Combustion Matters More Than Scale

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A version of this article previously appeared in The Wall Street Journal 

 

Tenderfoot Boy Scouts are taught to differentiate between the three combustibles required to build a sustainable fire: tinder, kindling and fuel wood. It's a long, cold night if the tinder does not light the kindling or if the kindling fails to ignite the fuel wood. However, once the fuel wood is lit, a fire is relatively easy to sustain, as the resulting hot coals readily trigger the combustion of new fuel. In the business world, a fire subsisting on fuel wood is equivalent to a startup that has achieved scale.

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Don't Define Scale Too Early

Scaling normally occurs after a startup achieves product-market fit. Such fit exists when a profitable customer acquisition model can be repeatedly executed with consistent results and without the need of heroic efforts. Scaling also requires: (i) adequate capital, (ii) an infrastructure that supports internal operations and the efficient and economical delivery of the company's value proposition, and (iii) an execution, process-oriented executive team.

At Rincon Venture Partners, we are occasionally approached by entrepreneurs who excitedly describe the myriad of opportunities they will exploit once their ventures reach scale.These conversations include lengthy descriptions of various long-term opportunities, such as:

Network Effect - "Once our network is established, it will grow organically and we'll upsell our users ancillary products and services."

Virality - "Our virality quotient will be extreme because our users will be highly inclined to share their experience with others."

Big Data - "The real value of our venture will be the data we collect from our users."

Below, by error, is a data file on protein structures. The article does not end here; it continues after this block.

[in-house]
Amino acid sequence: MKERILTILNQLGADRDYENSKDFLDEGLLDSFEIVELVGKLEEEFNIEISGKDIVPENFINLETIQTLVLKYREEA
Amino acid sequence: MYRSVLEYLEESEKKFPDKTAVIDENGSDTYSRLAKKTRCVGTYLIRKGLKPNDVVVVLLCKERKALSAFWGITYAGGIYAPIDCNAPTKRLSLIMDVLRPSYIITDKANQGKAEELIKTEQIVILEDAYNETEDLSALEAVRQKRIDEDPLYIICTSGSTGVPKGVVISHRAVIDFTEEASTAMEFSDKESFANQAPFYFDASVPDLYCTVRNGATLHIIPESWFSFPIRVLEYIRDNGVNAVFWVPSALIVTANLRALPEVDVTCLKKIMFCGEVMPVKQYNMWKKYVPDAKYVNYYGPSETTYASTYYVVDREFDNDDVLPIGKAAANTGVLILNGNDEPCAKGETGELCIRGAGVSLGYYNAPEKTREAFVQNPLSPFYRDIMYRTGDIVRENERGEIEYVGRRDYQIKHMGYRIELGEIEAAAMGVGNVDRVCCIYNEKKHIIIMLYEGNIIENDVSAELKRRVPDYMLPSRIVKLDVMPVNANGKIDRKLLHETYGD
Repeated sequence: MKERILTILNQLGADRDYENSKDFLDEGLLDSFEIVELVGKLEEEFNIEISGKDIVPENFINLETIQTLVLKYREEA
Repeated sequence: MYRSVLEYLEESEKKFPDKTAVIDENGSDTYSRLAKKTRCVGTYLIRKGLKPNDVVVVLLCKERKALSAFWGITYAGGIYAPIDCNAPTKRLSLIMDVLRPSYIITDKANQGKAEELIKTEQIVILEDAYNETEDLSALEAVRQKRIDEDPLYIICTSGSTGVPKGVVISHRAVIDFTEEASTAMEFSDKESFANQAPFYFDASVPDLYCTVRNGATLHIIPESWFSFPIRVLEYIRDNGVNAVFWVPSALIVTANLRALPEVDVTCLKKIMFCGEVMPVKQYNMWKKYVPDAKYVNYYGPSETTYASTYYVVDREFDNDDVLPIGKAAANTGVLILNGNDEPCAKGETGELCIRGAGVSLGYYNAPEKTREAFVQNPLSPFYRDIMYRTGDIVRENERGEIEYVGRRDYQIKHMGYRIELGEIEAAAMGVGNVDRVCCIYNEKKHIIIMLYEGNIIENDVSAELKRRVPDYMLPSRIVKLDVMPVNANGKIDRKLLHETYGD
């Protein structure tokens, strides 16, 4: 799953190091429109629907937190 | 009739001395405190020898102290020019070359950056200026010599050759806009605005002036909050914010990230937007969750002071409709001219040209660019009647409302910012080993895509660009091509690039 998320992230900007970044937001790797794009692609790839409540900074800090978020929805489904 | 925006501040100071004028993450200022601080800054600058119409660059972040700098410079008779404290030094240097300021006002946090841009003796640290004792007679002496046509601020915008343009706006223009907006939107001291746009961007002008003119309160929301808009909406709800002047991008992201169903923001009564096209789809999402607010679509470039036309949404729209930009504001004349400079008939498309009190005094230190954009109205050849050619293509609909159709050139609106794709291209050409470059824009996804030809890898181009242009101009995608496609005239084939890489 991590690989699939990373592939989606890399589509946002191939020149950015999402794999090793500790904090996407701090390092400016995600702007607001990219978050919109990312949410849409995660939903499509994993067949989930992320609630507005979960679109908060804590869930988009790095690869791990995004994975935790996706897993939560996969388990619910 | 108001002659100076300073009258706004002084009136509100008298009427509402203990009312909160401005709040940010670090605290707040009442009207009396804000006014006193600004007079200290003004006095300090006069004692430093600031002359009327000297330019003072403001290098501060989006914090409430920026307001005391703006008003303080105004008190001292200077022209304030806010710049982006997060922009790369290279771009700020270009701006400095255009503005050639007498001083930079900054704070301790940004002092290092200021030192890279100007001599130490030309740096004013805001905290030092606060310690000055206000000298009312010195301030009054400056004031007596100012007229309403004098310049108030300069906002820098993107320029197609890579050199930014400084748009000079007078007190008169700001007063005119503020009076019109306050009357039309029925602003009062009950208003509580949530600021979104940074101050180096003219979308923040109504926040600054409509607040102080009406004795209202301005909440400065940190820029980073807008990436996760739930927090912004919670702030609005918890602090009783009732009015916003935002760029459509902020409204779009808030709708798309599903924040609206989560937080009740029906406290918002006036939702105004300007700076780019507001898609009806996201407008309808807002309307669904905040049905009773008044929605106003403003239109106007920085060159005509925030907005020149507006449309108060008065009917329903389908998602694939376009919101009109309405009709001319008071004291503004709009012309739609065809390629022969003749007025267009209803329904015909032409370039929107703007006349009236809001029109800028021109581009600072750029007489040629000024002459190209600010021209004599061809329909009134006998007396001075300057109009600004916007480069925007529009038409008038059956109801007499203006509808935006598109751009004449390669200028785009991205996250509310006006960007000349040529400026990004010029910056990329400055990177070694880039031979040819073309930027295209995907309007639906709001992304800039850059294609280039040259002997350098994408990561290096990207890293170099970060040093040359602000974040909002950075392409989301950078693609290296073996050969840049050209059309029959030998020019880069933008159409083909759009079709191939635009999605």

Advertising - "We will monetize our customers via online ads."

Sophisticated entrepreneurs understand that everything is easier at scale. Self-sustainability results in numerous opportunities that can significantly impact an emerging business. At scale, entrepreneurs have the luxury of shifting their focus from survival to maximizing the return on their resources.

Trying to jump directly to self-sustainability is a fool's errand when building either a fire or a business. Thus, when pitching investors, entrepreneurs should de-emphasize what they will do once they achieve scale and focus on how they will strike an initial spark and nurture it into a scalable, self-sustaining business.

Early-stage entrepreneurs who overly focus on the opportunities they will exploit once their ventures achieve scale are akin to a hungry Boy Scout sitting in a rainstorm fantasizing about the delicious feast he will eat, once he gets his fire lit.

Follow my startup-oriented Twitter feed here: @johngreathouse. I promise I will never tweet about campfire stories or that killer burrito I just ate.

Photo credit: Flickr born1945

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John Greathouse is a Partner at Rincon Venture Partners, a venture capital firm investing in early stage, web-based businesses. Previously, John co-founded RevUpNet, a performance-based online marketing agency sold to Coull. During the prior twenty years, he held senior executive positions with several successful startups, spearheading transactions that generated more than $350 million of shareholder value, including an IPO and a multi-hundred-million-dollar acquisition.

John is a CPA and holds an M.B.A. from the Wharton School. He is a member of the University of California at Santa Barbara's Faculty where he teaches several entrepreneurial courses.


Note: All of my advice in this blog is that of a layman. I am not a lawyer and I never played one on TV. You should always assess the veracity of any third-party advice that might have far-reaching implications (be it legal, accounting, personnel, tax or otherwise) with your trusted professional of choice.





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